A story counted by Gossamer Penwyche is recounted by Terry Boyle in Discover Ontario: Stories of the Province’s Unique People and Places. The story leads to a realization about temporal displacement.
The experience: “Several hours had lapsed while I had noticed only a few minutes.”
Then the song ended and the hawk let out another cry. The hawk stretched its wings and took off suddenly, flying directly towards Gossamer. She explained, “I threw my hands up to protect myself. It came so close that I could feel the rush of it its wings on my cheeks as it flew by me. My fear turned to amazement when I caught a glimpse of the hawk’s large, fan-shaped tail. It looked like a feathered cape or the train of a doll’s dress. I was so startled that I slipped off the rock and fell into the stream. I was certain that I heard children’s laughter as I struggled to sit upright, waist-high in water. I looked all around me for the source of the laughter but saw no one.”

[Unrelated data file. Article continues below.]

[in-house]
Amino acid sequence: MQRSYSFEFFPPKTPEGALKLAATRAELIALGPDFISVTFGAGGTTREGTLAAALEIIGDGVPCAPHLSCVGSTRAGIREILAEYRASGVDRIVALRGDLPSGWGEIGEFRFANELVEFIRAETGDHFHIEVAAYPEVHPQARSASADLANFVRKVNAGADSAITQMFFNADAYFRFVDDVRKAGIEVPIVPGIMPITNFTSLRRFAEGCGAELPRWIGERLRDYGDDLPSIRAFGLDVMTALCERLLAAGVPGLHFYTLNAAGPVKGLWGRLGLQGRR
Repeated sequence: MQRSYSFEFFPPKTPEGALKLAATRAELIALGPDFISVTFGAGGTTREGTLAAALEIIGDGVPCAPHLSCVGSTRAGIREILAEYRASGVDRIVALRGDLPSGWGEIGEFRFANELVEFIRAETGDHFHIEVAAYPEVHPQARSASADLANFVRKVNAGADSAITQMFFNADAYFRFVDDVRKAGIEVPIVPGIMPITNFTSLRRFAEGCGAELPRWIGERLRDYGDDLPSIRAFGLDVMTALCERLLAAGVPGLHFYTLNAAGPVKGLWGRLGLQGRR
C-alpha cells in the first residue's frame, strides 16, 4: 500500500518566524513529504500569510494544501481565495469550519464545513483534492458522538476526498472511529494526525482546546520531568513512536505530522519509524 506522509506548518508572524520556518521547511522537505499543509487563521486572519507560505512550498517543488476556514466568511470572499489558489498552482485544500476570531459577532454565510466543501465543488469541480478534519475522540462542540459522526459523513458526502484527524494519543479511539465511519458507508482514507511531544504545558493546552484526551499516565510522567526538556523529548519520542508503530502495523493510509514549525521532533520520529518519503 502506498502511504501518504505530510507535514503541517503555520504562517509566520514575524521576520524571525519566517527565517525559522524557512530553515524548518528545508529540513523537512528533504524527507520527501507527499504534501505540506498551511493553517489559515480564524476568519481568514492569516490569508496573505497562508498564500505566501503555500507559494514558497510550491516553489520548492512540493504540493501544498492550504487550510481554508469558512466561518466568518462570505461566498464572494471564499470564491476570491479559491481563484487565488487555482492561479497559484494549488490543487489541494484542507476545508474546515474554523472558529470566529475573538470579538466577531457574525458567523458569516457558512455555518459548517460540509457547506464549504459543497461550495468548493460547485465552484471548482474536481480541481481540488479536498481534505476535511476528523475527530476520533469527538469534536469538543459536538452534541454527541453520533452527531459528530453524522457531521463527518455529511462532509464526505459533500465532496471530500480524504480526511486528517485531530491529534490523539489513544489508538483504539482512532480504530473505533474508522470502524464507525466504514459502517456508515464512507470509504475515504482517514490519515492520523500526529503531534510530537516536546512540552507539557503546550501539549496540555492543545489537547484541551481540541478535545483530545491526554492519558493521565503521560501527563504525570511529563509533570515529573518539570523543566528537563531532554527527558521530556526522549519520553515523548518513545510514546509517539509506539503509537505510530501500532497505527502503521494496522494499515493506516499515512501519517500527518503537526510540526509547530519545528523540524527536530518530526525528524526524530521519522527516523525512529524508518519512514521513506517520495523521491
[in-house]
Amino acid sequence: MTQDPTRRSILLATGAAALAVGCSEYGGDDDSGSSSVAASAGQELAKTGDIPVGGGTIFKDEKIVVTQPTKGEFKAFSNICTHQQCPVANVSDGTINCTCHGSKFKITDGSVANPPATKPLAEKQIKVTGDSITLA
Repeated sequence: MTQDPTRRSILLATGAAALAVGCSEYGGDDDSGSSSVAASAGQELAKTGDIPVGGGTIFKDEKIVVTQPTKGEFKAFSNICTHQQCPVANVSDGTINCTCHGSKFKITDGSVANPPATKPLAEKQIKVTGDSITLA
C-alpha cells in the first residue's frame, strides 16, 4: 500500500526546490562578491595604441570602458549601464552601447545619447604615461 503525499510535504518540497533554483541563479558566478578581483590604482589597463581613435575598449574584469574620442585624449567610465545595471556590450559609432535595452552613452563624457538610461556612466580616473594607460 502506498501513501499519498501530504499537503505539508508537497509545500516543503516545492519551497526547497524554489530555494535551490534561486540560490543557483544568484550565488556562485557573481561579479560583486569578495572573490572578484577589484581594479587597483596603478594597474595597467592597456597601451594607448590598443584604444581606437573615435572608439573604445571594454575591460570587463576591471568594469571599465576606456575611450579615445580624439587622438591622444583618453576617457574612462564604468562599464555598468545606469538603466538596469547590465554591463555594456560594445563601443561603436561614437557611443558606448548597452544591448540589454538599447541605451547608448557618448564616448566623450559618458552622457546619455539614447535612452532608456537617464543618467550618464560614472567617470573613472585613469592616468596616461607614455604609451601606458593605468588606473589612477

Gossamer, instead of feeling puzzled by this loss of time, felt only disappointment.
“I wanted to be in that weird and wondrous place I had been in just moments before. I wanted the magic to return. My fairy encounter, for I have no doubt that is what it was, has hunted me all my life.”
A great blue heron wadding and spearing a frog. A snowy owl taking flight over a ploughed field exposing mice. A loon dive and surfacing.
All moments that could pass unnoticed without attention. And a modicum of familiarity with one’s surroundings and a sense of safety … Gossamer’s experience is set in a place where she is “alone and unafraid” playing in one of her favourite haunts.
And so for day 1776